Anglo-Relations, ISIS And ‘Mattress Artists’

John Bew At The American Interest: ‘Pax Anglo-Saxonica

‘The failure of Wilsonianism, the collapse of the peace movement, and the weakness of the League of Nations in the interwar years are usually presented as evidence of the utter impracticability of a liberal world order. For Tooze, this misses the point. Such efforts were indeed deeply flawed, not least because of Wilson’s own uncertainty about America’s superpower status. But the outbreak of World War II proved not that liberal international order was impractical but that it was absolutely necessary, albeit in a more realistic form. As Tooze puts it, “The restless search for a new way of securing order and peace was the expression not of deluded idealism, but of a higher form of realism.”


Michael Totten at World affairs: ‘Under The Black Flag:’

Totten reviews ‘ISIS: Inside The Army Of Terror

‘Like all good historians, they start at the beginning. ISIS began its life as al-Qaeda in Iraq (AQI) after the United States demolished Saddam Hussein’s government in 2003. The Bush administration saw Arab democracy as the solution to the Middle East’s woes, and Syria’s tyrant Bashar al-Assad didn’t want to be the next Saddam. Assad waged a proxy war to convince Washington that participatory politics in the region would be perilous. Weiss and Hassan quote former Syrian diplomat Bassam Barabandi, who says candidly that “[Assad] started to work with the mujahideen.” He dispatched Syria’s homegrown jihadists to fight American occupation forces, and most of those jihadists would sign up with AQI. Assad pulled off a win-win scheme, purging Syria of potential enemies while teaching both the American government and citizenry a lesson they still haven’t forgotten: Occupying and democratizing an Arab land is a far messier and bloodier business than most in the West are willing to stomach.’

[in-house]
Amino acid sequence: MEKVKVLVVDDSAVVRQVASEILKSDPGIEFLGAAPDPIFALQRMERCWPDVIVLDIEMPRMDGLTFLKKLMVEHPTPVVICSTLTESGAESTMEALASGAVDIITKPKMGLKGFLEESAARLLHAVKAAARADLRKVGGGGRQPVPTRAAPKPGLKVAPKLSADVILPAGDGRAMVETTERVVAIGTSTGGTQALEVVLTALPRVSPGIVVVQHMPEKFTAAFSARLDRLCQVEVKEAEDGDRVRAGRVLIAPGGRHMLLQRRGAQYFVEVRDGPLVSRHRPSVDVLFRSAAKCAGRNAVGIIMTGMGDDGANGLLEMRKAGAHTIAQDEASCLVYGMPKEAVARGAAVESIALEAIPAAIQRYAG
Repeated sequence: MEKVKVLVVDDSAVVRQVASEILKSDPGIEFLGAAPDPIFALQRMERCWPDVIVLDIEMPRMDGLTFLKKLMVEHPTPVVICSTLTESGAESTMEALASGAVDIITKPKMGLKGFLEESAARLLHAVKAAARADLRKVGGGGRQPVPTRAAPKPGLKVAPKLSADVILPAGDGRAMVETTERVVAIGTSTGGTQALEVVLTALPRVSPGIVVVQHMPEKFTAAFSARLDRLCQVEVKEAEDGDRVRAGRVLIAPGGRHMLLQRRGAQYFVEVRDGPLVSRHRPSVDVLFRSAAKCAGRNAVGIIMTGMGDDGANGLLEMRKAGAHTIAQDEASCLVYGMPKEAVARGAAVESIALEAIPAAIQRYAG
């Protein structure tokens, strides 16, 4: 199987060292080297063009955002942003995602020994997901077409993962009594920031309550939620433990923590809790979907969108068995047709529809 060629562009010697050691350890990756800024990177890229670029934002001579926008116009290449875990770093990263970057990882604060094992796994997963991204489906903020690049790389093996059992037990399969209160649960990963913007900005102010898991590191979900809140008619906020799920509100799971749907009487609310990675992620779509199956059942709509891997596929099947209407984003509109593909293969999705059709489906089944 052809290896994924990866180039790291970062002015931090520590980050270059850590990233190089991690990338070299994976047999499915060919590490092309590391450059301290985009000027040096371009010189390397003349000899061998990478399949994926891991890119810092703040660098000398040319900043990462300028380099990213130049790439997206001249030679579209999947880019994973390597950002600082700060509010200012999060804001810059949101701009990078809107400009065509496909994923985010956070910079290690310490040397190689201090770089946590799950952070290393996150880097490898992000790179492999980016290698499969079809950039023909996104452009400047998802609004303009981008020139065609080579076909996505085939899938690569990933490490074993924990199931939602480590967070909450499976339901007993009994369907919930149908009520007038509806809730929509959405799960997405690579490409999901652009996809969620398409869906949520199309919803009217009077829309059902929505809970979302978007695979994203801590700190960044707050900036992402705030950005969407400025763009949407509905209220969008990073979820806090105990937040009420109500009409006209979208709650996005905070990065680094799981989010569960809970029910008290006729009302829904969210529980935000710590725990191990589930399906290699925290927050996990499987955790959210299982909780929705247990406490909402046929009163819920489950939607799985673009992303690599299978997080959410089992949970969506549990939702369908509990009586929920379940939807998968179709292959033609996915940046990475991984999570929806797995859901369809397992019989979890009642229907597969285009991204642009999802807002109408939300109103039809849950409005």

Unfortunately, a girl with problems amplified those problems into becoming a ‘mattress artist’ (not a real artist), an arch victim (the ideology rewards it), a cause celebre, and a prime example of why ideologues and activists really shouldn’t be running their own kangaroo campus courts.  Rape, of course, still remains a serious crime and moral horror despite the efforts of such activists and confused people to make it less so.

These are not people who act as though they want to live in a civilized society.

Such bad logic and bad incentives go not only to the top of Columbia, but much higher at the moment…

Some details here (pretty graphic and pretty sad).

Cathy Young At The Daily Beast-‘Columbia Student: I Didn’t Rape Her’Cathy Young At Minding The Campus: ‘The Brown Case: Does It Still Look Like Rape?

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